In Trey’s philosophy there is a clear dissociation between the Ego and the Spirit, and to him the Spirit is the consciousness of the mind. Essentially, what drives the guitarist to this consciousness?

“I don’t know any other way,” he candidly replies. “I kind of always somewhat had this kind of thing going on. I’ve always been interested in that. I’ve spend a lot of time by myself, to be honest. I’ve been away from the distraction of society. Someone who goes out to the deserts to meditate, they start to get a little closer to nature I think. A little further away from the thoughts of man. I’ve spent a lot of my life like that. I’ve come to my own conclusions. But I do believe that what I am is pure spirit. I just play the role of the human. I have belief but I am not my belief. I have a personality but that’s not what I am. I have ideas but I am not the ideas. I am not the total of my ideas. I’m the one who can think of all ideas. Not just me but all people. A human being is not how he manifests. He is the manifesto. So it’s something for everybody. In theory we are all the same; we’re not better or worse. There is no superiority or inferiority. We are all the same and there’s nothing to separate us. There’s no difference. It’s just that through our decisions and choices do we manifest different in life.”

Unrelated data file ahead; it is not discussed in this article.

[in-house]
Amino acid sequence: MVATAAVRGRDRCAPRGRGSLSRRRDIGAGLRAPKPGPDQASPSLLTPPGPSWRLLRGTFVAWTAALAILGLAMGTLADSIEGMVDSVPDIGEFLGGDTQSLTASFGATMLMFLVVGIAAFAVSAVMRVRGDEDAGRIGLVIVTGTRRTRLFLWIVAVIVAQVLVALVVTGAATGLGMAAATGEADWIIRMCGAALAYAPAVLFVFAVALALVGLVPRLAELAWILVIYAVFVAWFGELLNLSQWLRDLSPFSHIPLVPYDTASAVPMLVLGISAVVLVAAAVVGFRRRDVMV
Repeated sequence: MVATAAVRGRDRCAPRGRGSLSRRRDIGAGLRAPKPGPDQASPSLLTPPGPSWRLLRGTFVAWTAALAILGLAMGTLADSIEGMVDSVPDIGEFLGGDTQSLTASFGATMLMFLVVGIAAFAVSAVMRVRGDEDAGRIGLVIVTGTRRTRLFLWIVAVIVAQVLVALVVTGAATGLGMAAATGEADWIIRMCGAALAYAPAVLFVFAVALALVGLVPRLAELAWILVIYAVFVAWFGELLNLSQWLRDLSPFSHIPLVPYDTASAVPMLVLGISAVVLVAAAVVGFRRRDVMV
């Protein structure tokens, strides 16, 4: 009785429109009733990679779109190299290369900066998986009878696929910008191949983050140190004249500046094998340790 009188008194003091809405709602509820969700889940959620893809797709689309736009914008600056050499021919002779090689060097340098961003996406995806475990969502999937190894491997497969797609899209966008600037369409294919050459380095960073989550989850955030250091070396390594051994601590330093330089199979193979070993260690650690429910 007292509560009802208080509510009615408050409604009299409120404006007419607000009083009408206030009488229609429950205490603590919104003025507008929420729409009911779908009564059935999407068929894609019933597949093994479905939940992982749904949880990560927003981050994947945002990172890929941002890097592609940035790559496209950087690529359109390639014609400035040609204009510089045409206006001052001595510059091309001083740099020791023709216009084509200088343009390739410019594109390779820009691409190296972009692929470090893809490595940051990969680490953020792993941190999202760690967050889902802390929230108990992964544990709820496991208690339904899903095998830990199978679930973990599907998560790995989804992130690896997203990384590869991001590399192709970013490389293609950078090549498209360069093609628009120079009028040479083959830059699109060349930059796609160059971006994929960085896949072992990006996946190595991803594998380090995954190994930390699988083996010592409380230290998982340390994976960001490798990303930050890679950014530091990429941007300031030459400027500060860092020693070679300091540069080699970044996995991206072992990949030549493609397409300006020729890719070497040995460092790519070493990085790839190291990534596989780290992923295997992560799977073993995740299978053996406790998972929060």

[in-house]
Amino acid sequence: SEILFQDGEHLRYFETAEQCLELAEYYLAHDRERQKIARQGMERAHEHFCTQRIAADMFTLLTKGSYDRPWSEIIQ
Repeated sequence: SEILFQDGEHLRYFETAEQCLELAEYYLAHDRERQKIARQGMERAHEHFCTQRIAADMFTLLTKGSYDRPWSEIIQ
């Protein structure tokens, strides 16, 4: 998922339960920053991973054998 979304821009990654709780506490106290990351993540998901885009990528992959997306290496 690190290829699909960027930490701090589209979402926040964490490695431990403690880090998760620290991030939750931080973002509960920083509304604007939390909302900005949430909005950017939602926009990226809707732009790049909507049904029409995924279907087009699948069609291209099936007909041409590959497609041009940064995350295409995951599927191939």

Listening to Trey’s calm, deadpan words spoken with a great conviction, I notice the hair on my arms goes through a sudden electric treatment; surely a sign of encountering a man with an indisputable Vision. But from one type of signs to another; at some point Trey has made mention of the ancient ones—which hold a key position in the works of Morbid Angel—being mere titles, self-created entities. Then, what are the intuitions behind these marks of communication that he tries to bring forth, I ask. What is behind the surface?

The coming of age—the age of innocence

“Only trying to inspire others”, comes the response. “Like I said, the whole message: there’s nothing more than just to think for oneself; to break free from the idea that there are, as society likes to tell us, such things as facts and that if you don’t do it this way you’re sick, you’re feared and so on—like the Christian crusades. They burnt and took people to prison if they didn’t believe in God. That stuff happens today, in a different way: you really don’t get burned at the stake, but there’s the same kind of thing going on. ‘We’re right and you’re wrong’. That whole way of thinking is limiting. I’m only just doing my little part, I’m not the only one. It depends on where you’re looking but there’s all kinds of people. Basically, we have the potential to create all things imagined. Our belief has a big impact on our world. Whatever we believe is like our perception filters, like the floodgate to our potential. It’s like programs in a computer. You have a really fast computer but you’re running some really old, ancient programs and you can’t really reach the potential of your hardware because your software is so old. You know what I mean?”

It’s a good way of putting it.